In short, gas fees help keep the Ethereum network secure. By requiring a fee for every computation executed on the network, we prevent bad actors from spamming the network. In order to avoid accidental or hostile infinite loops or other computational wastage in code, each transaction is required to set a limit to how many computational steps of code execution it can use. The fundamental unit of computation is "gas".
Although a transaction includes a limit, any gas not used in a transaction is returned to the user (i.e.
max fee - (base fee + tip) is returned).
Diagram adapted from Ethereum EVM illustrated
What is gas limit?
Gas limit refers to the maximum amount of gas you are willing to consume on a transaction. More complicated transactions involving smart contracts require more computational work, so they require a higher gas limit than a simple payment. A standard ETH transfer requires a gas limit of 21,000 units of gas.
For example, if you put a gas limit of 50,000 for a simple ETH transfer, the EVM would consume 21,000, and you would get back the remaining 29,000. However, if you specify too little gas, for example, a gas limit of 20,000 for a simple ETH transfer, the EVM will consume your 20,000 gas units attempting to fulfill the transaction, but it will not complete. The EVM then reverts any changes, but since the miner has already done 20k gas units worth of work, that gas is consumed.
Why can gas fees get so high?
High gas fees are due to the popularity of Ethereum. Performing any operation on Ethereum requires consuming gas, and gas space is limited per block. Fees are used to pay for calculations, storing or manipulating data, or transferring tokens; each consuming different amounts of "gas" units. As dapp functionality grows more complex, the number of operations a smart contract performs also grows, meaning each transaction takes up more space within a limited size block. If there's too much demand, users must offer a higher tip amount to try and outbid other users' transactions. A higher tip can make it more likely that your transaction will get into the next block.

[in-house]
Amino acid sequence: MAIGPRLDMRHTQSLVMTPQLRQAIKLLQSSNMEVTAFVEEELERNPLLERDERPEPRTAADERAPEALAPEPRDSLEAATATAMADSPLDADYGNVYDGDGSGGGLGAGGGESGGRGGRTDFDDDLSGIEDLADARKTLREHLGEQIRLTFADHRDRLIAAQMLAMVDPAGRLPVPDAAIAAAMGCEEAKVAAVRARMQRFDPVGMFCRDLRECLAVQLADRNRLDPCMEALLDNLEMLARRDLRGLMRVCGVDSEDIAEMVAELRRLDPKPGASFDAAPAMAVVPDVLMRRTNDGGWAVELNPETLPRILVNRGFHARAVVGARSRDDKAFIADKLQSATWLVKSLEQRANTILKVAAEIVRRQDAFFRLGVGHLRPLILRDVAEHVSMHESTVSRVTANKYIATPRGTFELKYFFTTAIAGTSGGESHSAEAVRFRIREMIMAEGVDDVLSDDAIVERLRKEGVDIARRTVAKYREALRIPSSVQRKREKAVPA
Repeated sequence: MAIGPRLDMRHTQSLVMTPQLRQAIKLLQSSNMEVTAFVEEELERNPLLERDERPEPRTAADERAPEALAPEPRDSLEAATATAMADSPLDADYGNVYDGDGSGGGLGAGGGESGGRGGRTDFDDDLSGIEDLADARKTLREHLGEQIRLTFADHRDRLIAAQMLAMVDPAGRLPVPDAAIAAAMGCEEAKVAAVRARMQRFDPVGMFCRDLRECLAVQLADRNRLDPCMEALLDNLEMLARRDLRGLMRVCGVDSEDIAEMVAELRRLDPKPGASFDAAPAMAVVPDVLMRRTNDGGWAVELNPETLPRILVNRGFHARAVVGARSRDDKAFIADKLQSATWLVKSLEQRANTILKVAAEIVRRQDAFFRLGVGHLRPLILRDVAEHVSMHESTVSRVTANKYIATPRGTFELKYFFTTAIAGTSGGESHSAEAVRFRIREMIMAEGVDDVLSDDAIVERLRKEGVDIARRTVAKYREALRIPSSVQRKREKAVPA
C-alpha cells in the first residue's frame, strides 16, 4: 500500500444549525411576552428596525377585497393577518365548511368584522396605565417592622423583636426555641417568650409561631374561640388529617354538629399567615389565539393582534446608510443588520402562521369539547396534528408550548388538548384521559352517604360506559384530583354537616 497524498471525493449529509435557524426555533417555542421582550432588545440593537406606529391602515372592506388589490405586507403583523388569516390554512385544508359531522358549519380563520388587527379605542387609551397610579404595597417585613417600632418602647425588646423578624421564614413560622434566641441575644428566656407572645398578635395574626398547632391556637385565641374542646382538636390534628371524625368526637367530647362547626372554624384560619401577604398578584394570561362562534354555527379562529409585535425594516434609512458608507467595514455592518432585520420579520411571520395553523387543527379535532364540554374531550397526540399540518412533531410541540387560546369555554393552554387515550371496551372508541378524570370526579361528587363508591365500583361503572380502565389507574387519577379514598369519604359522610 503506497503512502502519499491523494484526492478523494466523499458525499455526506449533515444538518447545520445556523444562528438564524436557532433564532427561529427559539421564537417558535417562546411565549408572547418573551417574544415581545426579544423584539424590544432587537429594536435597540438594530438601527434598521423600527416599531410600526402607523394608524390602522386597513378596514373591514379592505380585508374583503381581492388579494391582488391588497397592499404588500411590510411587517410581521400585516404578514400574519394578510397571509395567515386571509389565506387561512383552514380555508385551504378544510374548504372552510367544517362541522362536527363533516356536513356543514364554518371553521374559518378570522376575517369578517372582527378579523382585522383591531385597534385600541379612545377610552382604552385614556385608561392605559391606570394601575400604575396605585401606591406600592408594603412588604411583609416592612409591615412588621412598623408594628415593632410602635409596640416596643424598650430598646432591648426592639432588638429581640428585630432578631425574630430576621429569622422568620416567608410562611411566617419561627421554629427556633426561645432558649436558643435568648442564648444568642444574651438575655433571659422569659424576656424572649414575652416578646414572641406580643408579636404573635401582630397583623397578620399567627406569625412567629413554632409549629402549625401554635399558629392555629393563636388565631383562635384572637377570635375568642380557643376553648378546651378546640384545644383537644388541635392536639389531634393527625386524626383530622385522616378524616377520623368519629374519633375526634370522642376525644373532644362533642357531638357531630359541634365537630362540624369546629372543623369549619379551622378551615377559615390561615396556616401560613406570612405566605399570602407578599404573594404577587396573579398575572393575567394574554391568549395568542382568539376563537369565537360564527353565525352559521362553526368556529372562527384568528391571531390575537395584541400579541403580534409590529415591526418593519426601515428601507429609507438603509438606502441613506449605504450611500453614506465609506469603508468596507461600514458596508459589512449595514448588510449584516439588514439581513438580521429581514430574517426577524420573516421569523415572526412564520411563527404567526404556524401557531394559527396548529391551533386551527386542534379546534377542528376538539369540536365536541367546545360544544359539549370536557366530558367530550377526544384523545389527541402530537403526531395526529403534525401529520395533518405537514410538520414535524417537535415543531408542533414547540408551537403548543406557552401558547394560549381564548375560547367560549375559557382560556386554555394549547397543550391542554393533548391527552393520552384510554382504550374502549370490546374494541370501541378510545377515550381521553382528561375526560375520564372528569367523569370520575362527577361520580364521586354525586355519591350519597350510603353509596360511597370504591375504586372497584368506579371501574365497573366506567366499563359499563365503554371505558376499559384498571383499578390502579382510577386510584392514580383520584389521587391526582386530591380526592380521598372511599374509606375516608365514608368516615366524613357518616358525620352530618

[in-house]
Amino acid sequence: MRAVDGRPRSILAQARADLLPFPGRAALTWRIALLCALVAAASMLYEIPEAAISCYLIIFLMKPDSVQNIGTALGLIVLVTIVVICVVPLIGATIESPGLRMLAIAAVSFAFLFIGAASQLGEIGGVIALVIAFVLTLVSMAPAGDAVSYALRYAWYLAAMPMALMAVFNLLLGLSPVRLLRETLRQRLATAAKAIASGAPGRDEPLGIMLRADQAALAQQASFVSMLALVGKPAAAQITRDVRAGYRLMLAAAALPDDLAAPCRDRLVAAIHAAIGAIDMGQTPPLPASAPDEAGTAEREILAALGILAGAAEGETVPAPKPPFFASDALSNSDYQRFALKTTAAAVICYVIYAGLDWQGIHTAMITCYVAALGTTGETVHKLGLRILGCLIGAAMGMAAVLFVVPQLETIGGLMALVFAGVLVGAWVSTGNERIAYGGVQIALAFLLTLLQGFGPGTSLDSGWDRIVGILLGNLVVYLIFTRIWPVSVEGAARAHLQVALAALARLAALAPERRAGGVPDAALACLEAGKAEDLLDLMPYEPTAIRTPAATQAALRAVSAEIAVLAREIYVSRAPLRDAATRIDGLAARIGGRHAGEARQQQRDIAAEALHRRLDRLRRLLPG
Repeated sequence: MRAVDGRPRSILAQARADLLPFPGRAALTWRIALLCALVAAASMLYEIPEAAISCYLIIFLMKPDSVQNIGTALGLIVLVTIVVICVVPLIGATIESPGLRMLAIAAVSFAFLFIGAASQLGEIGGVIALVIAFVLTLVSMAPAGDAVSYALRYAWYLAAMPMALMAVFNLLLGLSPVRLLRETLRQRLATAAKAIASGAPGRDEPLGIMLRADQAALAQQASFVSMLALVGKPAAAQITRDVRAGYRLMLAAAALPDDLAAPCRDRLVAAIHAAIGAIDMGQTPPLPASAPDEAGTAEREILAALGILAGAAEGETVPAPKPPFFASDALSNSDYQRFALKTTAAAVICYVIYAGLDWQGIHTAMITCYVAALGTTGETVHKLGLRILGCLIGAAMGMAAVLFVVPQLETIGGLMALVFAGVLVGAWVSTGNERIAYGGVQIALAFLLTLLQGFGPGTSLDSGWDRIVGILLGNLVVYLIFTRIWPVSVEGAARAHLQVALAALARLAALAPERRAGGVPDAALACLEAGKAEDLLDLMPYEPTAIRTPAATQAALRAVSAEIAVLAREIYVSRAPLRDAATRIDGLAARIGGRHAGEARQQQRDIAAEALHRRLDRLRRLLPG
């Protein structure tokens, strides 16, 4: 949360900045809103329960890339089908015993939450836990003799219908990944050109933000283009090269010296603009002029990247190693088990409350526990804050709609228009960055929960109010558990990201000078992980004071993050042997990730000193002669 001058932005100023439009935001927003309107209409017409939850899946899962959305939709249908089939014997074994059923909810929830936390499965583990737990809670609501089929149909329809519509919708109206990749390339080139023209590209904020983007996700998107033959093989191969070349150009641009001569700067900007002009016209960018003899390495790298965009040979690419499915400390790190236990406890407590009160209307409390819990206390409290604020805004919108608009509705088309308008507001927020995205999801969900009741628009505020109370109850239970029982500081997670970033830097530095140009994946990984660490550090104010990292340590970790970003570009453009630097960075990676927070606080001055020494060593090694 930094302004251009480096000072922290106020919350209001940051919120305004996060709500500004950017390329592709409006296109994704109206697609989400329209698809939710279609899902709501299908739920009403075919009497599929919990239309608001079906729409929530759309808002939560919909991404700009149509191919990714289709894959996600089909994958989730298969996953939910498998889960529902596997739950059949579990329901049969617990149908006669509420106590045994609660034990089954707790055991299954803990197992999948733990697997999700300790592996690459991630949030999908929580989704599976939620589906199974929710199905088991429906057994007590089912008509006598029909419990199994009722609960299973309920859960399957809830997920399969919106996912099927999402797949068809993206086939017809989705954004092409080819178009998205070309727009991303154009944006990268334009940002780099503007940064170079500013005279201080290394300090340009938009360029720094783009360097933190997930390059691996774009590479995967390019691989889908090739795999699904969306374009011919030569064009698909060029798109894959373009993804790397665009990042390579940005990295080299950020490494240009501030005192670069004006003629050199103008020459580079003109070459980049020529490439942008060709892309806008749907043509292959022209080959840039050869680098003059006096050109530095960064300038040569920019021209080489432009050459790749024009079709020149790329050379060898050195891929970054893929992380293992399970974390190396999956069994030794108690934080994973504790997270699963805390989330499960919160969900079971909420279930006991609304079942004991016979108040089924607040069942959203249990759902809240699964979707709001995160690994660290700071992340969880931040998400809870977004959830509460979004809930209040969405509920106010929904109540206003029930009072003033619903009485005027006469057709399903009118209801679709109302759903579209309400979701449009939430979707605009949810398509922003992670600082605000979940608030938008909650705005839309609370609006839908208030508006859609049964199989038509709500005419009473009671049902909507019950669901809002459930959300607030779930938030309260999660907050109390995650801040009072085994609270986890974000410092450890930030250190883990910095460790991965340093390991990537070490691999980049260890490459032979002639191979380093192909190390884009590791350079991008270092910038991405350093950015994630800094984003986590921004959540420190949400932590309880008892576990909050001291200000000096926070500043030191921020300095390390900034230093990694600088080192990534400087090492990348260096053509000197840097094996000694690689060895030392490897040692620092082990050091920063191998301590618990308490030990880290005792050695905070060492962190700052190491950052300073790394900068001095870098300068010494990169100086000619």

Gas price alone does not actually determine how much we have to pay for a particular transaction. To calculate the transaction fee, we have to multiply the gas used by the base gas fee, which is measured in gwei.
Initiatives to reduce gas costs
The Ethereum scalability upgrades should ultimately address some of the gas fee issues, which will, in turn, enable the platform to process thousands of transactions per second and scale globally.
Layer 2 scaling is a primary initiative to greatly improve gas costs, user experience and scalability. More on layer 2 scaling.
Strategies for you to reduce gas costs
If you are looking to reduce gas costs for your transactions, you can set a tip to indicate the priority level of your transaction. Miners will 'work on' and execute transactions that offer a higher tip per gas, as they get to keep the tips that you pay and will be less inclined to execute transactions with lower tips set.
If you want to monitor gas prices, so you can send your ETH for less, you can use many different tools such as:
Etherscan Transaction gas price estimator
Blocknative ETH Gas Estimator Gas estimating Chrome extension supporting both Type 0 legacy transactions and Type 2 EIP-1559 transactions.
ETH Gas Station Consumer oriented metrics for the Ethereum gas market
Cryptoneur Gas Fees Calculator Calculate gas fees in your local currency for different transaction types on Mainnet, Arbitrum, and Polygon.
- Blocknative's Gas Platform Gas estimation API powered by Blocknative's global mempool data platform
- Ethereum Gas Explained
- Reducing the gas consumption of your Smart Contracts
- Proof of Stake versus Proof of Work